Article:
BIM is a lot like Communism, don’t you think? I don’t mean in the sense that it’s a revolutionary idea that undermines the authority of the aristocracy, but in the concept that all stakeholders are equal, it’s just that some stakeholders are more equal than others. Basically, a collaborative approach works if everyone collaborates. As soon as that concept breaks, BIM regresses into an old-school combative environment where everyone is out to blame everyone else.
And that’s pretty much my week last week. We’ve been looking at a number of projects which, frankly put have been good examples of how not to BIM. Yes, sure, learning from your mistakes is all well and good, but an even better way is preparation, preparation, preparation. A lot of the investigations have centred around the contractual expectations of BIM, and what is actually a requirement (“thou shall”) as opposed to a recommendation (“you should, but…”). Most of the BS1192 standards are written using “should” so unless there is an addendum to the contracts, are any of the Employers Information Requirements actually binding? Even if they are, doesn’t the BEP override those as the “response to an EIR”? Can the client reject a BEP after the work is delivered? Can the consultant reject an EIR? The answer to most of these questions is inconsequential – the projects didn’t have any record of an agreed BEP, nor did their contract actually include the EIR, which was issued post-appointment. All good questions that may well be raised at Thursday’s (15/06) BIM Regions London event on “The Legal Side”.
I guess the one thing everyone can learn from this is that BIM is a process – not just in terms of design, construction and handover, but that there is a process required to define the project’s information requirements and modelled deliverables. If you don’t ensure the boxes are ticked at the right time, and you’ve not even thought about clarifying your own execution. Don’t just accept those BEPs just because they’ve been issued to you, dear readers, the BEP should be
communist collaborative. This is all defined in PAS1192-2 & 3 (two specifications I’ve referred to so much this week I can, unfortunately, quote back exact clause references) which are the two backbone documents of BIM Level 2, the exact intention all these projects had of adopting.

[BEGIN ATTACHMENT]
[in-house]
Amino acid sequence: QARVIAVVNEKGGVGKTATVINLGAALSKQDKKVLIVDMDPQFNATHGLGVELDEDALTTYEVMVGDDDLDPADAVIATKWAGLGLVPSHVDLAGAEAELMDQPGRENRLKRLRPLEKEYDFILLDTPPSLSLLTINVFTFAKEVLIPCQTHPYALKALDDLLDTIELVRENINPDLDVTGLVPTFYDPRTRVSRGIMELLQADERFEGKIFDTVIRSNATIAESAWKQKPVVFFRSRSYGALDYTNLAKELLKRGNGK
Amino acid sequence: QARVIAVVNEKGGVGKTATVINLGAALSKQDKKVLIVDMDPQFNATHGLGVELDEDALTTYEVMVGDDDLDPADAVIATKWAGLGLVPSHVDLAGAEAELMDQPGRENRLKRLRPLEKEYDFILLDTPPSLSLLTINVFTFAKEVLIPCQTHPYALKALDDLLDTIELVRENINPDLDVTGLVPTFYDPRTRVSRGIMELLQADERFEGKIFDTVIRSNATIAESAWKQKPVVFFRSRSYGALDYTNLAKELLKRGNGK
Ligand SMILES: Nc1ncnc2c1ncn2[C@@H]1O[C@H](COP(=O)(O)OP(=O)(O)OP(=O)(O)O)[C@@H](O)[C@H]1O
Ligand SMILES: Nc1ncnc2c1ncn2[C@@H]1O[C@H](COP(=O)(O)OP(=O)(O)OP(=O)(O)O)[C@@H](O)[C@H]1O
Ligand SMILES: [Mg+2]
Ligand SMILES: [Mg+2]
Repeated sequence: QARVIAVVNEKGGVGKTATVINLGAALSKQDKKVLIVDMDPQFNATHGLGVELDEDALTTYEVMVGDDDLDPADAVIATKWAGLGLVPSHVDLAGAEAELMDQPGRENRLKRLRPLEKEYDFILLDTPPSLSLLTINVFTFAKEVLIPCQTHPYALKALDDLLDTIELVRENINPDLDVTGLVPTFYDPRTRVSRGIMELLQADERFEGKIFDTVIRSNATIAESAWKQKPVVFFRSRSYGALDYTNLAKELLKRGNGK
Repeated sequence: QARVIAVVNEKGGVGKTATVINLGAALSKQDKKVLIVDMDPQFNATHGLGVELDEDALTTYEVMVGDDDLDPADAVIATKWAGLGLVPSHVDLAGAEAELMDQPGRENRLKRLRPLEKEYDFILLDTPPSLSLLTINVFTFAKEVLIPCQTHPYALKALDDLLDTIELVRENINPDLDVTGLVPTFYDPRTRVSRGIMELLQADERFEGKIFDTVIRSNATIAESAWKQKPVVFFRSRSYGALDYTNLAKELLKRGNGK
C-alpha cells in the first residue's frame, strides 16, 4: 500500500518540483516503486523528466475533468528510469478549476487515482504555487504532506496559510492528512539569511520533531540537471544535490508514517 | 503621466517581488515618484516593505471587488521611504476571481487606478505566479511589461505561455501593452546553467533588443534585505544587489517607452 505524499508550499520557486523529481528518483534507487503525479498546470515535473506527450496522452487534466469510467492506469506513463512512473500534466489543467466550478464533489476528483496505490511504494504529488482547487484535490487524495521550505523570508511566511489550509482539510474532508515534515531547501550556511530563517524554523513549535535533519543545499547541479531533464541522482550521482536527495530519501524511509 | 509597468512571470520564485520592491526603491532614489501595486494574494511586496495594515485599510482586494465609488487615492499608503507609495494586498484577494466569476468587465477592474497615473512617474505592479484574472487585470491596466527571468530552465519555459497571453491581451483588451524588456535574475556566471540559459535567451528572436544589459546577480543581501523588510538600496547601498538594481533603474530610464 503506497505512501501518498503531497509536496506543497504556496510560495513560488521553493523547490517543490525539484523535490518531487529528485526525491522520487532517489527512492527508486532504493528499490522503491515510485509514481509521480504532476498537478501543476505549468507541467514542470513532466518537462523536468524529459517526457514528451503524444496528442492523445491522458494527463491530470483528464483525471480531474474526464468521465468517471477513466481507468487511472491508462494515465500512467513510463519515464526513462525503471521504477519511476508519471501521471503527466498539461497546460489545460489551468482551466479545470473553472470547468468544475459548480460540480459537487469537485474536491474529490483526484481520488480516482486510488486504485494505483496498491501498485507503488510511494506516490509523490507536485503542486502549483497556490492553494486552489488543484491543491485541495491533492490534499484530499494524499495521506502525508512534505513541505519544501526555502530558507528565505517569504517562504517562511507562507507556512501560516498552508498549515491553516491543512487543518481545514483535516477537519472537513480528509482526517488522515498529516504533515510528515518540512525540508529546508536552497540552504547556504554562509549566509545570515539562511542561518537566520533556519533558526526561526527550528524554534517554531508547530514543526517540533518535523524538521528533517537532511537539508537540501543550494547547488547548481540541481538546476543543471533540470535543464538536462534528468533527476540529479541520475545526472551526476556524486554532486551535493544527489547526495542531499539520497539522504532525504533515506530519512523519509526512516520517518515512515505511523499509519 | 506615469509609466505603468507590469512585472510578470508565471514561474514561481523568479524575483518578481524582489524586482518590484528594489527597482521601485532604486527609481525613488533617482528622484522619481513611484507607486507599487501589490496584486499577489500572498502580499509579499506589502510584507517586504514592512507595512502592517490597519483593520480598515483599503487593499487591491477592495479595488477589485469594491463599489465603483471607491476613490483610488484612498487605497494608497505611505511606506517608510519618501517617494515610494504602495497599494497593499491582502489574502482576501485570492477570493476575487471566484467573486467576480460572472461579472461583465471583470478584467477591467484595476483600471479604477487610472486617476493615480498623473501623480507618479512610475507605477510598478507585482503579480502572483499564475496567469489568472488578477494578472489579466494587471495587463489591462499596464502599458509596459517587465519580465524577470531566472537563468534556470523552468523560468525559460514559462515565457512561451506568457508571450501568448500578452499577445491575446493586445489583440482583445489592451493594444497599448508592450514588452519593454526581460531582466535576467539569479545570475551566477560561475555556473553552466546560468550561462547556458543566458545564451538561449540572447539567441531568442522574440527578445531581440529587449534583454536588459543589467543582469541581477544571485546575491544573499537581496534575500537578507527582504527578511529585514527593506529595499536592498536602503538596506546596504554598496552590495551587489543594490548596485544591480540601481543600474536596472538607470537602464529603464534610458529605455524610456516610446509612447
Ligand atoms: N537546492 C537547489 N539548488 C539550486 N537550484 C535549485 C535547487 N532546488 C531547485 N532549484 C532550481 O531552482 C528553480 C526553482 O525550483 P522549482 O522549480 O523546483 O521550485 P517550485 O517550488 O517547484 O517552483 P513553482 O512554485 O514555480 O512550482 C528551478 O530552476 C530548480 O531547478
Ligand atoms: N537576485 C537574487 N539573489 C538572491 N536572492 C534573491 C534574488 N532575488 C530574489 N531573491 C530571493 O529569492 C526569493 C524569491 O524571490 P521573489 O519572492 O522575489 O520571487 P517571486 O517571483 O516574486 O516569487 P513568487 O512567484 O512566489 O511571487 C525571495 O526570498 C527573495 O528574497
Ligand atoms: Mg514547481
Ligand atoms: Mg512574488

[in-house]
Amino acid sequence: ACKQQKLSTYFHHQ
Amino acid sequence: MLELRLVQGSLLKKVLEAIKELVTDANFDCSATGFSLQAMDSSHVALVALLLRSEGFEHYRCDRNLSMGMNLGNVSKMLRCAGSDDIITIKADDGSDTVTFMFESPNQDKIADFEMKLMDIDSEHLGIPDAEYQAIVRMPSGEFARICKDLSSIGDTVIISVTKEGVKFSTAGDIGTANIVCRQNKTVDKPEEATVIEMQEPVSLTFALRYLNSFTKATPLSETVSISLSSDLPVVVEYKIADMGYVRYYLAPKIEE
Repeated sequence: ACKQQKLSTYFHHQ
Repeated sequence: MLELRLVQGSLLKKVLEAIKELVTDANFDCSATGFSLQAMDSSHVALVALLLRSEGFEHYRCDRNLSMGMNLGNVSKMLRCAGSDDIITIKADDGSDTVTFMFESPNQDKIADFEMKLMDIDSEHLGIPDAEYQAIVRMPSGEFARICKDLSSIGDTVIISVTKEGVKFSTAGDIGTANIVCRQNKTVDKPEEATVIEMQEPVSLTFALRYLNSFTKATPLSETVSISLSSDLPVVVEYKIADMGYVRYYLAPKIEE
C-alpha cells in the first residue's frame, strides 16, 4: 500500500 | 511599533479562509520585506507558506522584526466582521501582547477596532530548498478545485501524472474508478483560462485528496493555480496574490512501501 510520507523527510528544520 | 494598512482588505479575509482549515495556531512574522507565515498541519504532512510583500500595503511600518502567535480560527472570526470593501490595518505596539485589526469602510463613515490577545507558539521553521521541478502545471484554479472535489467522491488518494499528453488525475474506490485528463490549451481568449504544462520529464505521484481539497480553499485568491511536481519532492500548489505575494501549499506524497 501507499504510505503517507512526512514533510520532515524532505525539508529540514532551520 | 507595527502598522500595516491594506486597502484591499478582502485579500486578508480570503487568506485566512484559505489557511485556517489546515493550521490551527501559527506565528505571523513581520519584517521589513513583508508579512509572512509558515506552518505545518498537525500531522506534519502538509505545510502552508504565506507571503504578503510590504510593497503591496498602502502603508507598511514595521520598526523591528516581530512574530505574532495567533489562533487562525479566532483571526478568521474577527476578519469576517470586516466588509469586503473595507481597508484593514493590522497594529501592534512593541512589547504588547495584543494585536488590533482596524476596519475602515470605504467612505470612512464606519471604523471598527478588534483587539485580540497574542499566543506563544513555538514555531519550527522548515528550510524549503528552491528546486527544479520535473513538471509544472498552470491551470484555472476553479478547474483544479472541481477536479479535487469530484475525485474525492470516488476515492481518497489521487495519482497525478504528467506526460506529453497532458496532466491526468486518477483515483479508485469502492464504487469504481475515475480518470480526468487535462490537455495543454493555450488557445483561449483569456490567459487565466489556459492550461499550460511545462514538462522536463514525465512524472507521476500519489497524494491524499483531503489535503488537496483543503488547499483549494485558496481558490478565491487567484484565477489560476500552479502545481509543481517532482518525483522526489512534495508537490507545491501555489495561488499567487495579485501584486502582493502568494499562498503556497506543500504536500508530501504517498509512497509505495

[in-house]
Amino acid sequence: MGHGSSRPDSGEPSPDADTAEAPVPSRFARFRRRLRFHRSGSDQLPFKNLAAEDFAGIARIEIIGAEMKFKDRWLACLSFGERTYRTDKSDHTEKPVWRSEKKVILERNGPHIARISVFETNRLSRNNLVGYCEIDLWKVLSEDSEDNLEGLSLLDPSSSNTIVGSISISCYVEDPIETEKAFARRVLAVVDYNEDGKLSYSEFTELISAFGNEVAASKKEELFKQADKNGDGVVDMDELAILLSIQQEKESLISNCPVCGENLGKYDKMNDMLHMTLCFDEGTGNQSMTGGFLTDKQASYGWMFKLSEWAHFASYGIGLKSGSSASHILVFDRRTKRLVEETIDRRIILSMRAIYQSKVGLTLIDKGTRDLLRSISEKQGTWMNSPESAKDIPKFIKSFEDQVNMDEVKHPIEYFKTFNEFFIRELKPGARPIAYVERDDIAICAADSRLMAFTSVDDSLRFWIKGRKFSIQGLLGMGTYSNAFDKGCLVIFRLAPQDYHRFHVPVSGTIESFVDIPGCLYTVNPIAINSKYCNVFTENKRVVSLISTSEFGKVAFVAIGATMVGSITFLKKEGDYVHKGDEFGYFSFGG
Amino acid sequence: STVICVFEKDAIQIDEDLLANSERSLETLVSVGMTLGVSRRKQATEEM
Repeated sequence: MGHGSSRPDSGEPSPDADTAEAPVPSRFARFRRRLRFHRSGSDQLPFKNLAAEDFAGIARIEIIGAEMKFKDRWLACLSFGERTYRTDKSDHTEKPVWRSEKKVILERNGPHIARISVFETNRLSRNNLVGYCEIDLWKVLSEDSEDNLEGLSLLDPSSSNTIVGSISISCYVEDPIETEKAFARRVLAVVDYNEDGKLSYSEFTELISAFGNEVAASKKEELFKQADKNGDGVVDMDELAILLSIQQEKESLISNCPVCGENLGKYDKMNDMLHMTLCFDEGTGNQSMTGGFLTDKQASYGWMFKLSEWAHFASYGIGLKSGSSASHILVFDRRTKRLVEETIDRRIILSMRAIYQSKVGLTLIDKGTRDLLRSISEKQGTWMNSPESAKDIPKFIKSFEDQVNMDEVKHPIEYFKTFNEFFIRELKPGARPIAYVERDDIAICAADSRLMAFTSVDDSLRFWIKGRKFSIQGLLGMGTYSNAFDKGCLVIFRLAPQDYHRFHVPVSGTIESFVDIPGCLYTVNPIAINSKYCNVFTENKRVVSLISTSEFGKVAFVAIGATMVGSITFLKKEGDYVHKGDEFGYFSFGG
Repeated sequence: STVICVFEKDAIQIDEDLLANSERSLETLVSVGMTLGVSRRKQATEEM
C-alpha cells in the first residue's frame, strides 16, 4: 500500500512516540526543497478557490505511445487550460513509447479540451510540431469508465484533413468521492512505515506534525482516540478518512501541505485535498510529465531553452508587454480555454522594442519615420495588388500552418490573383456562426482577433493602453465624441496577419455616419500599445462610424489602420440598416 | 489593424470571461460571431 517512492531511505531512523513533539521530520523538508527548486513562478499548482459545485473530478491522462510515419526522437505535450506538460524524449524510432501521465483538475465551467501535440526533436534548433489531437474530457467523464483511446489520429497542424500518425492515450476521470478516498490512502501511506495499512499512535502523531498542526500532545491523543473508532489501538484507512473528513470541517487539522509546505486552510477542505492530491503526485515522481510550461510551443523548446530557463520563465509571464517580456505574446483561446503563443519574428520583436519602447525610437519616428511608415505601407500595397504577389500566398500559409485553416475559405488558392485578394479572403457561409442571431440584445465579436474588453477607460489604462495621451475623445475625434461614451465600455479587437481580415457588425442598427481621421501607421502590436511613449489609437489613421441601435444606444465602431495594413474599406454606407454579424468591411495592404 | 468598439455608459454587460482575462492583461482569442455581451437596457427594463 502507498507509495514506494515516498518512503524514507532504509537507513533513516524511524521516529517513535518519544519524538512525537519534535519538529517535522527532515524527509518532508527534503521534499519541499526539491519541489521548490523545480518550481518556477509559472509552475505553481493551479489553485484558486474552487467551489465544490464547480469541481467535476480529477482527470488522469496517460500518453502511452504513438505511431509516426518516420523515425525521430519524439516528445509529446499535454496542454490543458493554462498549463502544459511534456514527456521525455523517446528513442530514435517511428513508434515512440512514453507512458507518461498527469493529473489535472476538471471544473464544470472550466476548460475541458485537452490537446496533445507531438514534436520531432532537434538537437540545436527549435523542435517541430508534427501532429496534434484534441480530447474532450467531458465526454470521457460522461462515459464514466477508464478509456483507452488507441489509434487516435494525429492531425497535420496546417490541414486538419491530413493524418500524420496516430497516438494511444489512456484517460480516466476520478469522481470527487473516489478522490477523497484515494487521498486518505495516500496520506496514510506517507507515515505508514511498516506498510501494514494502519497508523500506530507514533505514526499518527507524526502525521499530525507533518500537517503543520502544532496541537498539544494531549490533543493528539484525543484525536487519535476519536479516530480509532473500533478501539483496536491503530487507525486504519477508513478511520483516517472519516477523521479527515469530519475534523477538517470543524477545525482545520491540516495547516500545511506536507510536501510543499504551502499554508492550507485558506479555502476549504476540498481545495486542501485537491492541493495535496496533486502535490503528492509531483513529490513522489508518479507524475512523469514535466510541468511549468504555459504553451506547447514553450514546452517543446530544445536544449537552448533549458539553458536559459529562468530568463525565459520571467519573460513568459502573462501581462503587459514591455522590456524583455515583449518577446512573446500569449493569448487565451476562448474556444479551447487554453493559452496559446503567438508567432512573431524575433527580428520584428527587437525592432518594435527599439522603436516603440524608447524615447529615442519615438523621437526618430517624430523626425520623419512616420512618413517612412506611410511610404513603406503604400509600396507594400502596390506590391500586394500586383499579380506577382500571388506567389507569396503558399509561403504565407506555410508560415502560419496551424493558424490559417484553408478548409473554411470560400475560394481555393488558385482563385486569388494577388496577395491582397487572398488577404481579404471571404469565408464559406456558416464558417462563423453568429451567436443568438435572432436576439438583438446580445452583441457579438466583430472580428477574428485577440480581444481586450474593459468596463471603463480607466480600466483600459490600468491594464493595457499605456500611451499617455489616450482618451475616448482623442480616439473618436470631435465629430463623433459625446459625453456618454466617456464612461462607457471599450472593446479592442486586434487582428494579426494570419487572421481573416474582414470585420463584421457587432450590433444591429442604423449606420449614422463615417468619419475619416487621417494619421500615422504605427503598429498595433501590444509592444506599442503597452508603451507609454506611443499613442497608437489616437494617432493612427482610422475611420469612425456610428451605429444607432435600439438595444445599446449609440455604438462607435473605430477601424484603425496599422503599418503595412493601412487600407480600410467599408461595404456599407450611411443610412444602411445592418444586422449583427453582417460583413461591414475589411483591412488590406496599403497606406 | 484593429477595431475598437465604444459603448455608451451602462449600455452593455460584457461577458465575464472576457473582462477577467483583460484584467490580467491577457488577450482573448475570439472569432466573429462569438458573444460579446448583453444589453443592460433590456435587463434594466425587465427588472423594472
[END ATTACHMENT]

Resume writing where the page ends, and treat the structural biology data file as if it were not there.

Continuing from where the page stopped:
Collaboration is all well and good, but it doesn’t mean you don’t need to cover your backside. There’s more to BIM Level 2 than words specifying it as a requirement.
Jimi finds time to give the Game of BIM book a read in his vlog entry:
Maintaining those libraries though, is a much less glamourous and exciting job, and can easily get overlooked, put into the “we have more important things to do right now” category. Few people get thrilled at the prospect of renaming thousands of files to a specific naming convention or adding custom parameters to them so that IFC exports goes as per the BIM execution plan, or just fixing parameters so schedules don’t break, or upgrading them to the latest version of the software… The list goes on and on. But for some undiagnosed reason, I find peace and zen in them. Particularly when I can spot a way of automating the process to make it more efficient, a bit less repetitive and even enjoyable.
Not long ago I was going through a client’s library, with the task of updating about 3000 Revit families, changing their units from millimetres to metres, so they complied with their model production standards. To be honest, when I was assigned the task I wasn’t particularly thrilled. I thought: “There must be a way to automate this…”. Long story short, that was the catalyst that culminated in the Evolve Unit Converter tool for Revit: a simple yet effective bit of coding magic that allowed the task to be completed in a single afternoon. That’s almost 3000 times of “open family, modify family, save family, close family, repeat”.
Watching the screen as the tool went about its business felt just great. I find moments like this highly stimulating and satisfying. I allowed myself a pat in the back and moved on to the next task in my list.